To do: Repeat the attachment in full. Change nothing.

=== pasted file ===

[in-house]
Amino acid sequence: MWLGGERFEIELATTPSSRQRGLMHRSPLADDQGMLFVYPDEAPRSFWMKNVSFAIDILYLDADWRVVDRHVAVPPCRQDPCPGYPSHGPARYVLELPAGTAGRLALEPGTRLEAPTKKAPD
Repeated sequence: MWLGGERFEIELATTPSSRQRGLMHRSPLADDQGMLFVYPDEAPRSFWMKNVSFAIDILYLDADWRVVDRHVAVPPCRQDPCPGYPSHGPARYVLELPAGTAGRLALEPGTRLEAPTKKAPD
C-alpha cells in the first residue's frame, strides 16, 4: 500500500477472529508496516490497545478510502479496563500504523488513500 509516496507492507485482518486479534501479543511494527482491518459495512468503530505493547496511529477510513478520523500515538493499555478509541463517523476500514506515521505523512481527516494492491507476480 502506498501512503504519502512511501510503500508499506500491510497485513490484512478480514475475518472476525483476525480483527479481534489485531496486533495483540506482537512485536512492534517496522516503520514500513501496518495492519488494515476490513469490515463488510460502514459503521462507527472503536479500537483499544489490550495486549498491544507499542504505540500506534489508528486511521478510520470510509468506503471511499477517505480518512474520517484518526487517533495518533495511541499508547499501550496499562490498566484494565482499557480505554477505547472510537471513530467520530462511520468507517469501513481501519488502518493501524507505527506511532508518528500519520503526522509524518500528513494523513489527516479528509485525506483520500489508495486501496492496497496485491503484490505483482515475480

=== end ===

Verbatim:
[in-house]
Amino acid sequence: MWLGGERFEIELATTPSSRQRGLMHRSPLADDQGMLFVYPDEAPRSFWMKNVSFAIDILYLDADWRVVDRHVAVPPCRQDPCPGYPSHGPARYVLELPAGTAGRLALEPGTRLEAPTKKAPD
Repeated sequence: MWLGGERFEIELATTPSSRQRGLMHRSPLADDQGMLFVYPDEAPRSFWMKNVSFAIDILYLDADWRVVDRHVAVPPCRQDPCPGYPSHGPARYVLELPAGTAGRLALEPGTRLEAPTKKAPD
C-alpha cells in the first residue's frame, strides 16, 4: 500500500477472529508496516490497545478510502479496563500504523488513500 509516496507492507485482518486479534501479543511494527482491518459495512468503530505493547496511529477510513478520523500515538493499555478509541463517523476500514506515521505523512481527516494492491507476480 502506498501512503504519502512511501510503500508499506500491510497485513490484512478480514475475518472476525483476525480483527479481534489485531496486533495483540506482537512485536512492534517496522516503520514500513501496518495492519488494515476490513469490515463488510460502514459503521462507527472503536479500537483499544489490550495486549498491544507499542504505540500506534489508528486511521478510520470510509468506503471511499477517505480518512474520517484518526487517533495518533495511541499508547499501550496499562490498566484494565482499557480505554477505547472510537471513530467520530462511520468507517469501513481501519488502518493501524507505527506511532508518528500519520503526522509524518500528513494523513489527516479528509485525506483520500489508495486501496492496497496485491503484490505483482515475480